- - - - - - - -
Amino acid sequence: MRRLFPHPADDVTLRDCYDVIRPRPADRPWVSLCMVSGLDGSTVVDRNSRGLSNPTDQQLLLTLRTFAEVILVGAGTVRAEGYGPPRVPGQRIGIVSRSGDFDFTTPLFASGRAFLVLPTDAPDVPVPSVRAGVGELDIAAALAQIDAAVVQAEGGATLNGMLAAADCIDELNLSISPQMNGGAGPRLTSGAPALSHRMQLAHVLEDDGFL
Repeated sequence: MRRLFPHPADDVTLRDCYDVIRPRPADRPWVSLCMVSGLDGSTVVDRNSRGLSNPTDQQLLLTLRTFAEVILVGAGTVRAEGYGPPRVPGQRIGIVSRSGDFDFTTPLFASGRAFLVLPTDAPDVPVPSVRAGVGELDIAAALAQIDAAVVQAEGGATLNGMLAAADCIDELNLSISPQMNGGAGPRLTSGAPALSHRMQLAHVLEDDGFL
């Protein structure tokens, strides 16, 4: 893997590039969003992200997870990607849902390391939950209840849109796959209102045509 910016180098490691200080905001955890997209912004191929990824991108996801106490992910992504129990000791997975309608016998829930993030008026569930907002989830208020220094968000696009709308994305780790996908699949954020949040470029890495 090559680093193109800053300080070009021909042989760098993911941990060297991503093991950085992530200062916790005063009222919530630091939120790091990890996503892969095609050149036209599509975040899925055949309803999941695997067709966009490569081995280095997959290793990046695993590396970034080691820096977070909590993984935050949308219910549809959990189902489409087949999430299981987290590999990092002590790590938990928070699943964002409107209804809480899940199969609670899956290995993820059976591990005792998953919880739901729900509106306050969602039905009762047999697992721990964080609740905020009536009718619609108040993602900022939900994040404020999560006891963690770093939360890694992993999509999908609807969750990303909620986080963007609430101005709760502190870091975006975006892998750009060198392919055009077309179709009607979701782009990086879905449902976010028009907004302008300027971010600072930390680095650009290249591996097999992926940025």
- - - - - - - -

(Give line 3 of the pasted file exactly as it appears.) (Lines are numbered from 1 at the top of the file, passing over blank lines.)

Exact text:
């Protein structure tokens, strides 16, 4: 893997590039969003992200997870990607849902390391939950209840849109796959209102045509 910016180098490691200080905001955890997209912004191929990824991108996801106490992910992504129990000791997975309608016998829930993030008026569930907002989830208020220094968000696009709308994305780790996908699949954020949040470029890495 090559680093193109800053300080070009021909042989760098993911941990060297991503093991950085992530200062916790005063009222919530630091939120790091990890996503892969095609050149036209599509975040899925055949309803999941695997067709966009490569081995280095997959290793990046695993590396970034080691820096977070909590993984935050949308219910549809959990189902489409087949999430299981987290590999990092002590790590938990928070699943964002409107209804809480899940199969609670899956290995993820059976591990005792998953919880739901729900509106306050969602039905009762047999697992721990964080609740905020009536009718619609108040993602900022939900994040404020999560006891963690770093939360890694992993999509999908609807969750990303909620986080963007609430101005709760502190870091975006975006892998750009060198392919055009077309179709009607979701782009990086879905449902976010028009907004302008300027971010600072930390680095650009290249591996097999992926940025």